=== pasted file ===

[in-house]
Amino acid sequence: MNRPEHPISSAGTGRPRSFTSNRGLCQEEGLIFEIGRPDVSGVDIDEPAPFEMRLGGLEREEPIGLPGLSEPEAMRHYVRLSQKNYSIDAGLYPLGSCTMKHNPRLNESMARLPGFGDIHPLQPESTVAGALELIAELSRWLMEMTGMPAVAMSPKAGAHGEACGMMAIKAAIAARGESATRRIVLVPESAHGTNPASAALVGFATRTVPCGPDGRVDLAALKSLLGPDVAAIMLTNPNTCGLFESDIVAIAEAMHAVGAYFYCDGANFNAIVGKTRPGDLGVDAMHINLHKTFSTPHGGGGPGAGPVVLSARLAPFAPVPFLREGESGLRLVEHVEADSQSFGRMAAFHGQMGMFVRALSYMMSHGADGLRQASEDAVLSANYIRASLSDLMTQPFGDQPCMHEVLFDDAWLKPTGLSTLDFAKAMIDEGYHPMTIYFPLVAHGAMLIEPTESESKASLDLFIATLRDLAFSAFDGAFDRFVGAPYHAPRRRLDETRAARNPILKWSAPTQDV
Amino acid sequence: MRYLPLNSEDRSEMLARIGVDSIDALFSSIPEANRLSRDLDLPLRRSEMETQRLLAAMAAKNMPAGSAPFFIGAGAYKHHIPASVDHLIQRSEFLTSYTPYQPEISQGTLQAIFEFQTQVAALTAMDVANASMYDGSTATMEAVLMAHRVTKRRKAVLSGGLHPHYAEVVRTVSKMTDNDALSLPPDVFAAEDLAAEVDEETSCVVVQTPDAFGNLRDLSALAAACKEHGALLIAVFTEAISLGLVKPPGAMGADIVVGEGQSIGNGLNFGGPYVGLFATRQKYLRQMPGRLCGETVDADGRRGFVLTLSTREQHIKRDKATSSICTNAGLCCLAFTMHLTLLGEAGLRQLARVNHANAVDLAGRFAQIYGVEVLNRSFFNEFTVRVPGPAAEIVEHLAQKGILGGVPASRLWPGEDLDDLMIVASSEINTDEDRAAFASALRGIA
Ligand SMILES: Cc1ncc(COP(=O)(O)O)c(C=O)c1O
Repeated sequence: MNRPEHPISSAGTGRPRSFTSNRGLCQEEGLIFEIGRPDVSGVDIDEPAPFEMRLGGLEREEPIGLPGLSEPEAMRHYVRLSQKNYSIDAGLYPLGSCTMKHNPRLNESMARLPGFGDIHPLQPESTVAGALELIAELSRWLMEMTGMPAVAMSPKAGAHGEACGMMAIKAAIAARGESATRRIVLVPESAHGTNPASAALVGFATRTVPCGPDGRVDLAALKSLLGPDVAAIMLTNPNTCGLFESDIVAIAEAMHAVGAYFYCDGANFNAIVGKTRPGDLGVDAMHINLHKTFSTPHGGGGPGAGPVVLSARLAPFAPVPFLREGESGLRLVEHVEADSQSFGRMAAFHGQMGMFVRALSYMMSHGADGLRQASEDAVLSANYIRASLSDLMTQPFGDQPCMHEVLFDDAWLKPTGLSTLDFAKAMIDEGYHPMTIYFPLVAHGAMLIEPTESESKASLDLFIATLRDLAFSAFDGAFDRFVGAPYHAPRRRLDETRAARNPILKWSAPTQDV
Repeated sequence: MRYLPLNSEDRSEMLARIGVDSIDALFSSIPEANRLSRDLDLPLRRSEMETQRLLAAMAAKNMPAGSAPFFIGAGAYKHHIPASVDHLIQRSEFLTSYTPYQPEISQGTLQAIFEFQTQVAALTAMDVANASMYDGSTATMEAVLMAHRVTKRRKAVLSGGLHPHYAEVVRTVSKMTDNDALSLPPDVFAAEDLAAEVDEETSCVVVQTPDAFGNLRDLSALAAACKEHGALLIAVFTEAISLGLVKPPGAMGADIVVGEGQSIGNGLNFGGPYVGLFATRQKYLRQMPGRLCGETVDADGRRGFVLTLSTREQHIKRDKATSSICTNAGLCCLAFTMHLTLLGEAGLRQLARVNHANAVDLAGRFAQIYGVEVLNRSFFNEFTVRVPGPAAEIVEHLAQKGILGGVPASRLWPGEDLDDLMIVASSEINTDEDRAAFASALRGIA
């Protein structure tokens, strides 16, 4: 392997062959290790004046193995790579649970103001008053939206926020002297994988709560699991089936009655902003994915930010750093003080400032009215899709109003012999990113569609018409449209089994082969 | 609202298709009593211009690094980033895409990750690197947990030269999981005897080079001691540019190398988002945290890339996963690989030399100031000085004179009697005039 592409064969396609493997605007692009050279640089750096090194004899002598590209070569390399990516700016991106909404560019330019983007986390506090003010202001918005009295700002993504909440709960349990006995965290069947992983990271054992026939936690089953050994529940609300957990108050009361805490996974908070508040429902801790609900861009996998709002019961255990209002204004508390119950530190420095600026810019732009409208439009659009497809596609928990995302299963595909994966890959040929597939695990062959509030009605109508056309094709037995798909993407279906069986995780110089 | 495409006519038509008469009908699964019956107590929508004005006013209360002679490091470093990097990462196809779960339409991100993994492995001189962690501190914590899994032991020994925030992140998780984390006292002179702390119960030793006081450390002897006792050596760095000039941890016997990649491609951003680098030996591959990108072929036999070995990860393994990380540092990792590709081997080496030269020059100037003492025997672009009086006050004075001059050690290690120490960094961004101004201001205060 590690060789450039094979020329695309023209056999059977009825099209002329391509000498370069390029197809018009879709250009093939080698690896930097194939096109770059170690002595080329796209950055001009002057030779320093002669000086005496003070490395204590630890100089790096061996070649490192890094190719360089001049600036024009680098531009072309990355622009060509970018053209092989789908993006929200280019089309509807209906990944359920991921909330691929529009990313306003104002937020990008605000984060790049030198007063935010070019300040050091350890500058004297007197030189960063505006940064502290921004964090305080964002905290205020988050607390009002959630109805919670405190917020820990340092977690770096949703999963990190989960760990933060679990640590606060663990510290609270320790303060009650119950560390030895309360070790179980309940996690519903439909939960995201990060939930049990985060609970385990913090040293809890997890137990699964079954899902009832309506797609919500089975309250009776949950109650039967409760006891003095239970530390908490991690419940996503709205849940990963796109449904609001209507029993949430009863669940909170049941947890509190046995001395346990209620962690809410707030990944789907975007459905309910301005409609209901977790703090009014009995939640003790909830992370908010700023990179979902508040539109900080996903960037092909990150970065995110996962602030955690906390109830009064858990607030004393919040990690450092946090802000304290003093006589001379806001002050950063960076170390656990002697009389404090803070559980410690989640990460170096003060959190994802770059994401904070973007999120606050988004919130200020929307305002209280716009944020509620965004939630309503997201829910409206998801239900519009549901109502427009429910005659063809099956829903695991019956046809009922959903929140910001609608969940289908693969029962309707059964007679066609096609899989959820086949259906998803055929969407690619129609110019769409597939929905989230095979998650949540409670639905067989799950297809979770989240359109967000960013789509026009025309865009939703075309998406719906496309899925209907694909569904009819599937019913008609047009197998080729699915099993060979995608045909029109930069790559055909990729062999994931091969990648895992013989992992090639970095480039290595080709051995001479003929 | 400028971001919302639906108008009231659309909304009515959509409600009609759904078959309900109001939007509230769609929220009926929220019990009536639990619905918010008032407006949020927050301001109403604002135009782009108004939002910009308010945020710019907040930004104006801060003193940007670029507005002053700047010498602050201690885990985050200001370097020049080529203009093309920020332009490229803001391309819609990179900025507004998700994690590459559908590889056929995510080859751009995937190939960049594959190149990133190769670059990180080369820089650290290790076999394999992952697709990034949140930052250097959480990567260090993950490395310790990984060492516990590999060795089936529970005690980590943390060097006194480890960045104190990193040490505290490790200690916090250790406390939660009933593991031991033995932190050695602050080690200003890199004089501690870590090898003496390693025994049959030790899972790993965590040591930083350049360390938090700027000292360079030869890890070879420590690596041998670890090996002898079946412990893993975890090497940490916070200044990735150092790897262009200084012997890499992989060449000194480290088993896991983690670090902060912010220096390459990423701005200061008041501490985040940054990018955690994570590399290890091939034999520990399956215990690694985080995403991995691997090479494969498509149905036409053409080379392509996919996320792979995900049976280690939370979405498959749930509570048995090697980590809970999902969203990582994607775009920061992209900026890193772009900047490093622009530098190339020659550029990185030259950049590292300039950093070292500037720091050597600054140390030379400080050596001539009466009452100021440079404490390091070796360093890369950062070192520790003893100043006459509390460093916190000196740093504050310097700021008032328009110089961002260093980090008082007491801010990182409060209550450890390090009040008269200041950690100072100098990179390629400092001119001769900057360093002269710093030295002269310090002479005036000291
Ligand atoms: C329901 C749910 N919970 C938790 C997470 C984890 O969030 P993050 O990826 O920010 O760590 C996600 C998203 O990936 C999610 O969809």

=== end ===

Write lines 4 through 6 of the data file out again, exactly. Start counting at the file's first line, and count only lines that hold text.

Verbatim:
Ligand SMILES: Cc1ncc(COP(=O)(O)O)c(C=O)c1O
Repeated sequence: MNRPEHPISSAGTGRPRSFTSNRGLCQEEGLIFEIGRPDVSGVDIDEPAPFEMRLGGLEREEPIGLPGLSEPEAMRHYVRLSQKNYSIDAGLYPLGSCTMKHNPRLNESMARLPGFGDIHPLQPESTVAGALELIAELSRWLMEMTGMPAVAMSPKAGAHGEACGMMAIKAAIAARGESATRRIVLVPESAHGTNPASAALVGFATRTVPCGPDGRVDLAALKSLLGPDVAAIMLTNPNTCGLFESDIVAIAEAMHAVGAYFYCDGANFNAIVGKTRPGDLGVDAMHINLHKTFSTPHGGGGPGAGPVVLSARLAPFAPVPFLREGESGLRLVEHVEADSQSFGRMAAFHGQMGMFVRALSYMMSHGADGLRQASEDAVLSANYIRASLSDLMTQPFGDQPCMHEVLFDDAWLKPTGLSTLDFAKAMIDEGYHPMTIYFPLVAHGAMLIEPTESESKASLDLFIATLRDLAFSAFDGAFDRFVGAPYHAPRRRLDETRAARNPILKWSAPTQDV
Repeated sequence: MRYLPLNSEDRSEMLARIGVDSIDALFSSIPEANRLSRDLDLPLRRSEMETQRLLAAMAAKNMPAGSAPFFIGAGAYKHHIPASVDHLIQRSEFLTSYTPYQPEISQGTLQAIFEFQTQVAALTAMDVANASMYDGSTATMEAVLMAHRVTKRRKAVLSGGLHPHYAEVVRTVSKMTDNDALSLPPDVFAAEDLAAEVDEETSCVVVQTPDAFGNLRDLSALAAACKEHGALLIAVFTEAISLGLVKPPGAMGADIVVGEGQSIGNGLNFGGPYVGLFATRQKYLRQMPGRLCGETVDADGRRGFVLTLSTREQHIKRDKATSSICTNAGLCCLAFTMHLTLLGEAGLRQLARVNHANAVDLAGRFAQIYGVEVLNRSFFNEFTVRVPGPAAEIVEHLAQKGILGGVPASRLWPGEDLDDLMIVASSEINTDEDRAAFASALRGIA